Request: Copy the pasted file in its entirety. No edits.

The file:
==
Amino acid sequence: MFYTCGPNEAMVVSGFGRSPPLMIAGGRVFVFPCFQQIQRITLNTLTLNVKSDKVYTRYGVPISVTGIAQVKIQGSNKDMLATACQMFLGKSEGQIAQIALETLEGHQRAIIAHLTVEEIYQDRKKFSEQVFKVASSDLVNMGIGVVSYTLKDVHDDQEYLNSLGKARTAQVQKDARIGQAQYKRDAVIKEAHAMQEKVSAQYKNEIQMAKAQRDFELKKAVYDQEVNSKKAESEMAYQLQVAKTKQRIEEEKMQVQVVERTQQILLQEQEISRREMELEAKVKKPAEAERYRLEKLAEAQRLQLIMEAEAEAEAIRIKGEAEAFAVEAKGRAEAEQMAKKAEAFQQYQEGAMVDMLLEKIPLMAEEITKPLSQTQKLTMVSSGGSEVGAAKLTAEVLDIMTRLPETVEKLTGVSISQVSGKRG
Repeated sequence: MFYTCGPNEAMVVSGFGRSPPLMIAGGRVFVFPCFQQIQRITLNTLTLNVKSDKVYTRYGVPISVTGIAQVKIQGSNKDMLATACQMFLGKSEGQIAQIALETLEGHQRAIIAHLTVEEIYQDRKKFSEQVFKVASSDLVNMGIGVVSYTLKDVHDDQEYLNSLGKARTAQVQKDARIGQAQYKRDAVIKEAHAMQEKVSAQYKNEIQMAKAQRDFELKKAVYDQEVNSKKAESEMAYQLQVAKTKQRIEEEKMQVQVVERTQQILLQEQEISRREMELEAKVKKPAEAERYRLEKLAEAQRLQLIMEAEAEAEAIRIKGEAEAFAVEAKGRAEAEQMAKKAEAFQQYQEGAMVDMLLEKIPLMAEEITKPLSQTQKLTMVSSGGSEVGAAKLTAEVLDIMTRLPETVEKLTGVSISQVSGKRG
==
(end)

Amino acid sequence: MFYTCGPNEAMVVSGFGRSPPLMIAGGRVFVFPCFQQIQRITLNTLTLNVKSDKVYTRYGVPISVTGIAQVKIQGSNKDMLATACQMFLGKSEGQIAQIALETLEGHQRAIIAHLTVEEIYQDRKKFSEQVFKVASSDLVNMGIGVVSYTLKDVHDDQEYLNSLGKARTAQVQKDARIGQAQYKRDAVIKEAHAMQEKVSAQYKNEIQMAKAQRDFELKKAVYDQEVNSKKAESEMAYQLQVAKTKQRIEEEKMQVQVVERTQQILLQEQEISRREMELEAKVKKPAEAERYRLEKLAEAQRLQLIMEAEAEAEAIRIKGEAEAFAVEAKGRAEAEQMAKKAEAFQQYQEGAMVDMLLEKIPLMAEEITKPLSQTQKLTMVSSGGSEVGAAKLTAEVLDIMTRLPETVEKLTGVSISQVSGKRG
Repeated sequence: MFYTCGPNEAMVVSGFGRSPPLMIAGGRVFVFPCFQQIQRITLNTLTLNVKSDKVYTRYGVPISVTGIAQVKIQGSNKDMLATACQMFLGKSEGQIAQIALETLEGHQRAIIAHLTVEEIYQDRKKFSEQVFKVASSDLVNMGIGVVSYTLKDVHDDQEYLNSLGKARTAQVQKDARIGQAQYKRDAVIKEAHAMQEKVSAQYKNEIQMAKAQRDFELKKAVYDQEVNSKKAESEMAYQLQVAKTKQRIEEEKMQVQVVERTQQILLQEQEISRREMELEAKVKKPAEAERYRLEKLAEAQRLQLIMEAEAEAEAIRIKGEAEAFAVEAKGRAEAEQMAKKAEAFQQYQEGAMVDMLLEKIPLMAEEITKPLSQTQKLTMVSSGGSEVGAAKLTAEVLDIMTRLPETVEKLTGVSISQVSGKRG